Are you worried about your Nosebleeds?
Some people may suffer from frequent nosebleeds, categorised as more than once per week, which can often be very draining and inconvenient. There are numerous possibilities for what can cause a nosebleed to start. Ranging from an injury or trauma to the nose itself, high blood pressure level, blood clotting disorders, or medications such as, blood thinners like warfarin.
If you suffer a nosebleed, you may be able to treat it yourself at home without the need for hospital treatment. First you should always sit down to avoid the possibility of fainting and hurting yourself further. Then remember to lean forward while pinching your nose just above the nostrils for approximately 10 to 15 minutes. Try to breathe through your mouth. In addition, you might want to try placing a cold compress on to the top of the nose to reduce the blood flow. After you have stopped the nosebleed, you must not do the following things within a 24 hours of stopping the bleeding.
- Do not blow your nose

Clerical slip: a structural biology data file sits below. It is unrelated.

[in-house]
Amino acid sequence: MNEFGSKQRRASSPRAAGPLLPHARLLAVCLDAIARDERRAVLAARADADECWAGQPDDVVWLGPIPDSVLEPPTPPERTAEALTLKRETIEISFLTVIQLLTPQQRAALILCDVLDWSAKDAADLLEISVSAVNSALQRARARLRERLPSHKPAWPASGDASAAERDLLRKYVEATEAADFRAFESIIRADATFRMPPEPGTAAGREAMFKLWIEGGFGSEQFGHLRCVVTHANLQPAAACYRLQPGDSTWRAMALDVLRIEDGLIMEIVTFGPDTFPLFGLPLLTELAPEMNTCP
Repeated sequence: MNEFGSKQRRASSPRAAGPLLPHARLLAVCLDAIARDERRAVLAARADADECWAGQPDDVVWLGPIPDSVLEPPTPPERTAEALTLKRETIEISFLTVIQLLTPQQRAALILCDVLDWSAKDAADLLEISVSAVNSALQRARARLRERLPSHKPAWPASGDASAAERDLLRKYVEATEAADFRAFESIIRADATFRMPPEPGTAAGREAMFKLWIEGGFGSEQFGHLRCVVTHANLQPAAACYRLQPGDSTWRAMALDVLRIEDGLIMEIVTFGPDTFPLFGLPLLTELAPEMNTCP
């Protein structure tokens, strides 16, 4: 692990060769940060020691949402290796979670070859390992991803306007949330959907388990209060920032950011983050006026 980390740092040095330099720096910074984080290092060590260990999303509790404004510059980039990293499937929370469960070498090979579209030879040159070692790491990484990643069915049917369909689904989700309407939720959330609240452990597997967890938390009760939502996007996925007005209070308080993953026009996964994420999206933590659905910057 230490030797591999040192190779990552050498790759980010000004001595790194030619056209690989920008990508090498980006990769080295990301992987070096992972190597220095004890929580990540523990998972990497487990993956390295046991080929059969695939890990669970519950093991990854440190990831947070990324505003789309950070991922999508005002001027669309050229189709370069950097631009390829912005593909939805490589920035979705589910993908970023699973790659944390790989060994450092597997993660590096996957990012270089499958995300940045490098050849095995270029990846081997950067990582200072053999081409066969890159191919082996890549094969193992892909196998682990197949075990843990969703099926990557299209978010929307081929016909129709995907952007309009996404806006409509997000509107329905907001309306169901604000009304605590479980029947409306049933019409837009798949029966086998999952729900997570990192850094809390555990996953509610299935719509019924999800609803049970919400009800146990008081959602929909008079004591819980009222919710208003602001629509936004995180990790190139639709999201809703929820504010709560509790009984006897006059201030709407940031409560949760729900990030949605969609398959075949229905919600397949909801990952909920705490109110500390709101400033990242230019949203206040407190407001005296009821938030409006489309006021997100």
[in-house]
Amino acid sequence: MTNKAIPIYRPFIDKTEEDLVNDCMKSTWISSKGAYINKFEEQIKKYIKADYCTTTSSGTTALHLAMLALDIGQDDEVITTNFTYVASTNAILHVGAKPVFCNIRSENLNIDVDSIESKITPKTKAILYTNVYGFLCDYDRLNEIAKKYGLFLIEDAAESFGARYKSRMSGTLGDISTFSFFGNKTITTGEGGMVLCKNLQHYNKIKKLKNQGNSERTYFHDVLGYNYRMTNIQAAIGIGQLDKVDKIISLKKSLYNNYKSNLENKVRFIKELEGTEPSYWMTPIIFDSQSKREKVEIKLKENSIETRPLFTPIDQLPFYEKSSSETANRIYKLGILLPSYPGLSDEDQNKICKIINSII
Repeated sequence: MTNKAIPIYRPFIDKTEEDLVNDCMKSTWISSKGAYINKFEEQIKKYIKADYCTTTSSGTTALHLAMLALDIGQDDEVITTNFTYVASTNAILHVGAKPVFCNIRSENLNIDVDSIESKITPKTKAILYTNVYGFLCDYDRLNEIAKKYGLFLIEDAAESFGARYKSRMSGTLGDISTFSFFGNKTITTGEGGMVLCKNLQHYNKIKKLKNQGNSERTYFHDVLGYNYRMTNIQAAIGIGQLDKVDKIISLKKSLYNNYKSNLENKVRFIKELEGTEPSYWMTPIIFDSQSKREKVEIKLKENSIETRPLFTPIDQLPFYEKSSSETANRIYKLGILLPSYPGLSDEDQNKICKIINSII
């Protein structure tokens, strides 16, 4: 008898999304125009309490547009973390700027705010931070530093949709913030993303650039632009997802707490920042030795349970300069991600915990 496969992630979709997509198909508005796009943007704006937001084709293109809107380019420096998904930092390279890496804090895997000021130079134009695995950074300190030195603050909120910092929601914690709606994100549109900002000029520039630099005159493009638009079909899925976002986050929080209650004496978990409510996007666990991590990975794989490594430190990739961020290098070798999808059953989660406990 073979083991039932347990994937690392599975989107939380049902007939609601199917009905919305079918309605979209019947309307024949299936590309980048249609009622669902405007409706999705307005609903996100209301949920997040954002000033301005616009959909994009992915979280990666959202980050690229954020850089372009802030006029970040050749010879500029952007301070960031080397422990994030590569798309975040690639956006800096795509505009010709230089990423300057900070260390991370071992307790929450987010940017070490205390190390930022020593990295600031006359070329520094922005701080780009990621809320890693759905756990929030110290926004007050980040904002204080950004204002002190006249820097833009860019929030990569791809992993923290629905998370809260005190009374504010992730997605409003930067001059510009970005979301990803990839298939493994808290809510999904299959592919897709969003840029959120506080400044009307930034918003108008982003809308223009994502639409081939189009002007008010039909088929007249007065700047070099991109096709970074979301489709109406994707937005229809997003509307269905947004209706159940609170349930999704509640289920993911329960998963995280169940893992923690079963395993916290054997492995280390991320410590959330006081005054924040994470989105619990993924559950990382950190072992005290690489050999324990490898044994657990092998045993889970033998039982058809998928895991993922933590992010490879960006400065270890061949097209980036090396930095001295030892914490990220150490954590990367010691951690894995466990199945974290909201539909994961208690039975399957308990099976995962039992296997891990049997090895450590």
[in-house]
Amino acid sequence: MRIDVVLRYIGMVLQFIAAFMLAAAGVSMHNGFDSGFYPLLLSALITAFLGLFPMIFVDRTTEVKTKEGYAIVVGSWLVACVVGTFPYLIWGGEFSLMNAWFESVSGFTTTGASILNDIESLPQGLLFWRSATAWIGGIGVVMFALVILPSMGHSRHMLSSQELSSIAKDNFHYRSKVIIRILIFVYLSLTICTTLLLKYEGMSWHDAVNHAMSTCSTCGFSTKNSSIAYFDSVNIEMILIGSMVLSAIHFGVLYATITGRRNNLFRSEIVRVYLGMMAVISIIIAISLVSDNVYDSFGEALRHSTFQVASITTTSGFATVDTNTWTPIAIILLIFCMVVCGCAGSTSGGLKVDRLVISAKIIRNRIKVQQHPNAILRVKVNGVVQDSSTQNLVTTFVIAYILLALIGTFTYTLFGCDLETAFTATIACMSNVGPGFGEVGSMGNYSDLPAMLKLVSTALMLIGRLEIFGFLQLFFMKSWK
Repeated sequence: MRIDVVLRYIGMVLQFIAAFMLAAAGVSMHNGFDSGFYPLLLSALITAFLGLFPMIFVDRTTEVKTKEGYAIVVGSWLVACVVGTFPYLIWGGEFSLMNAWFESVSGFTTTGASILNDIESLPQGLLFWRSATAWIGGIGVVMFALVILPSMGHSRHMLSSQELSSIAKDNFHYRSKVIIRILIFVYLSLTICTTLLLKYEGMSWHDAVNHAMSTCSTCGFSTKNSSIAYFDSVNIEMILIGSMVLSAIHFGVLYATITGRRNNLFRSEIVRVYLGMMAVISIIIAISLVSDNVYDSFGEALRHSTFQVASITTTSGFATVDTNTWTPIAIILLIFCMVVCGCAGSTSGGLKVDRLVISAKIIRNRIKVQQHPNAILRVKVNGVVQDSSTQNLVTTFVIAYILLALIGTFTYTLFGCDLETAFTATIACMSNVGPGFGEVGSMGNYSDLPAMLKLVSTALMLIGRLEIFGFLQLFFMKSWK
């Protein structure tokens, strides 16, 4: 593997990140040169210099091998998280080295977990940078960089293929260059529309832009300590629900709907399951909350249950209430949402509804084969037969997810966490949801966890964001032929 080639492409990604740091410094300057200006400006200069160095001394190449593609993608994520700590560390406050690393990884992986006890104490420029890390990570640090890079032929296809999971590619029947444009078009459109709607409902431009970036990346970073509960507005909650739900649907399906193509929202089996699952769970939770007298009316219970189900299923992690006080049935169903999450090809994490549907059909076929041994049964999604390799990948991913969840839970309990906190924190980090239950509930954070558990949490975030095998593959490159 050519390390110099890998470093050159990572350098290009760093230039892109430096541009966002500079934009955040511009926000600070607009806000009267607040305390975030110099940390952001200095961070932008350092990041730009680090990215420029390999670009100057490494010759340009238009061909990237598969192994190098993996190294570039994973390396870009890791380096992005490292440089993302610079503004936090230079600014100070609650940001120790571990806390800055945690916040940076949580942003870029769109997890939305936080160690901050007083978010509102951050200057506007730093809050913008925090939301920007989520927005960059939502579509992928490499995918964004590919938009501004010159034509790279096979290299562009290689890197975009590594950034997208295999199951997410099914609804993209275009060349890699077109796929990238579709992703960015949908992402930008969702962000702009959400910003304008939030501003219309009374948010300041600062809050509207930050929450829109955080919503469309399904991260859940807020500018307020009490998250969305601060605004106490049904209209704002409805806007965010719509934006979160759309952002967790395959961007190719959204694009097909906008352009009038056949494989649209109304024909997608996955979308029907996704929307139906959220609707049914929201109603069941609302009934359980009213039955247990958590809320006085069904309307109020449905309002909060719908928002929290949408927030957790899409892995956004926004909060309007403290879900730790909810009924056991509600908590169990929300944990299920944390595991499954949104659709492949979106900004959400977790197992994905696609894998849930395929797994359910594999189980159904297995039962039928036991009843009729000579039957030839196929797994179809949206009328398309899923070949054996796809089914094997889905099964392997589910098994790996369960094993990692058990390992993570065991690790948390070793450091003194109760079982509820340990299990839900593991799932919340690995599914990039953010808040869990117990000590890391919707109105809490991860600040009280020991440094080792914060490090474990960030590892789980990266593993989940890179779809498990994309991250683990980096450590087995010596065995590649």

- Do not pick at your nose or any scabs that have formed
- Avoid drinking hot drinks or alcohol that could irritate your nose
- Avoid any strenuous activities or exercising, straining could induce another bleed
Most nosebleeds will stop on their own without the need for further treatment but if you have tried the advice listed in the previous section and you were unable to stop the bleeding, the bleeding is particularly heavy, you are currently taking blood thinning medications such as, warfarin, or you have additional unexplained symptoms of concern then you should seek medical assistance as soon as possible. It is important that you do not attempt to drive yourself to a hospital if you are suffering a heavy or prolonged nosebleed as you may be at risk of dizziness, confusion or fainting that would likely interfere with your ability to safely operate a vehicle.
- Acute sinusitis
- Aspirin use
- Bleeding disorders
- Blood thinners (anticoagulants)
- Chemical irritants
- Chronic sinusitis
- Cocaine use
- Common cold
- Deviated septum
- Dry air
- Foreign body in the nose
- Hereditary hemorrhagic telangiectasia
- Immune thrombocytopenia (ITP)
- Nasal and paranasal tumors
- Nasal polyps
- Nasal sprays
- Nasal surgery
- Nonallergic rhinitis (chronic congestion or sneezing not related to allergies)
- Nose picking
- Trauma to the nose